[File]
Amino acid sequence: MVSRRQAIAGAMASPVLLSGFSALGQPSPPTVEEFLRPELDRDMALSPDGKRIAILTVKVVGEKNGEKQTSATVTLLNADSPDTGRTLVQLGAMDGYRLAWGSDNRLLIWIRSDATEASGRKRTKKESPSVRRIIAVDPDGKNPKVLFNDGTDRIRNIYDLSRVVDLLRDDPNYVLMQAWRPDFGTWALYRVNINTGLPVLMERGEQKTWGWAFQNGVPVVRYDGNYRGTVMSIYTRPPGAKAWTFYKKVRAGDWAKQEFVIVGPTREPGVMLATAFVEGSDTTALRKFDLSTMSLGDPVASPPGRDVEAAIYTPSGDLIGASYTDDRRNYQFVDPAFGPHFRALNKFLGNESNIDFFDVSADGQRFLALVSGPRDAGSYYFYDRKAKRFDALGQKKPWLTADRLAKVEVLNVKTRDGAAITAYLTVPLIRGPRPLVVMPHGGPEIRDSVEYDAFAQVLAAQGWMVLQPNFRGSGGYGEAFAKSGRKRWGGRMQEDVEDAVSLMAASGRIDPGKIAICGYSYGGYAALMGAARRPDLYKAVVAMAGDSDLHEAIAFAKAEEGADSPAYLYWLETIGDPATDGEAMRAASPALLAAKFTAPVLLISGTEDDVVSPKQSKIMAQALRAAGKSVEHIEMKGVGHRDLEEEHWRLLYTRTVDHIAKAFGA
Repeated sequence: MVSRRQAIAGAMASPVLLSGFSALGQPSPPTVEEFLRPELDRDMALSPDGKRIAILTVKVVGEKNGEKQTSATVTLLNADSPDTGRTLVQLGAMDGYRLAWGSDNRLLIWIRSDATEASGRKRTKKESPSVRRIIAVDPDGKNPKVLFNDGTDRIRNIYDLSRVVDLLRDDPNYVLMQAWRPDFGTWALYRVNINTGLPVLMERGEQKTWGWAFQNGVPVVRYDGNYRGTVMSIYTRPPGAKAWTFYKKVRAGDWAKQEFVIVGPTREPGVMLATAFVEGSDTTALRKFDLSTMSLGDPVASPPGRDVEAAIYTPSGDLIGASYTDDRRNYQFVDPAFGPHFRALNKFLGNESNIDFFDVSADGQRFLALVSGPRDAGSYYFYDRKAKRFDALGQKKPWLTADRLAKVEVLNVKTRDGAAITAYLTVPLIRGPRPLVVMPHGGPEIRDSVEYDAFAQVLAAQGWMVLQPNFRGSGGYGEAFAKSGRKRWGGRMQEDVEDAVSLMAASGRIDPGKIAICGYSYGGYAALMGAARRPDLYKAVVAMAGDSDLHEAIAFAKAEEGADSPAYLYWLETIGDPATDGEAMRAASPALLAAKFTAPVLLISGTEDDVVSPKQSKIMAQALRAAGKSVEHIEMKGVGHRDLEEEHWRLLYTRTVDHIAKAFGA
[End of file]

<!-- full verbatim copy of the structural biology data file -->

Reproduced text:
Amino acid sequence: MVSRRQAIAGAMASPVLLSGFSALGQPSPPTVEEFLRPELDRDMALSPDGKRIAILTVKVVGEKNGEKQTSATVTLLNADSPDTGRTLVQLGAMDGYRLAWGSDNRLLIWIRSDATEASGRKRTKKESPSVRRIIAVDPDGKNPKVLFNDGTDRIRNIYDLSRVVDLLRDDPNYVLMQAWRPDFGTWALYRVNINTGLPVLMERGEQKTWGWAFQNGVPVVRYDGNYRGTVMSIYTRPPGAKAWTFYKKVRAGDWAKQEFVIVGPTREPGVMLATAFVEGSDTTALRKFDLSTMSLGDPVASPPGRDVEAAIYTPSGDLIGASYTDDRRNYQFVDPAFGPHFRALNKFLGNESNIDFFDVSADGQRFLALVSGPRDAGSYYFYDRKAKRFDALGQKKPWLTADRLAKVEVLNVKTRDGAAITAYLTVPLIRGPRPLVVMPHGGPEIRDSVEYDAFAQVLAAQGWMVLQPNFRGSGGYGEAFAKSGRKRWGGRMQEDVEDAVSLMAASGRIDPGKIAICGYSYGGYAALMGAARRPDLYKAVVAMAGDSDLHEAIAFAKAEEGADSPAYLYWLETIGDPATDGEAMRAASPALLAAKFTAPVLLISGTEDDVVSPKQSKIMAQALRAAGKSVEHIEMKGVGHRDLEEEHWRLLYTRTVDHIAKAFGA
Repeated sequence: MVSRRQAIAGAMASPVLLSGFSALGQPSPPTVEEFLRPELDRDMALSPDGKRIAILTVKVVGEKNGEKQTSATVTLLNADSPDTGRTLVQLGAMDGYRLAWGSDNRLLIWIRSDATEASGRKRTKKESPSVRRIIAVDPDGKNPKVLFNDGTDRIRNIYDLSRVVDLLRDDPNYVLMQAWRPDFGTWALYRVNINTGLPVLMERGEQKTWGWAFQNGVPVVRYDGNYRGTVMSIYTRPPGAKAWTFYKKVRAGDWAKQEFVIVGPTREPGVMLATAFVEGSDTTALRKFDLSTMSLGDPVASPPGRDVEAAIYTPSGDLIGASYTDDRRNYQFVDPAFGPHFRALNKFLGNESNIDFFDVSADGQRFLALVSGPRDAGSYYFYDRKAKRFDALGQKKPWLTADRLAKVEVLNVKTRDGAAITAYLTVPLIRGPRPLVVMPHGGPEIRDSVEYDAFAQVLAAQGWMVLQPNFRGSGGYGEAFAKSGRKRWGGRMQEDVEDAVSLMAASGRIDPGKIAICGYSYGGYAALMGAARRPDLYKAVVAMAGDSDLHEAIAFAKAEEGADSPAYLYWLETIGDPATDGEAMRAASPALLAAKFTAPVLLISGTEDDVVSPKQSKIMAQALRAAGKSVEHIEMKGVGHRDLEEEHWRLLYTRTVDHIAKAFGA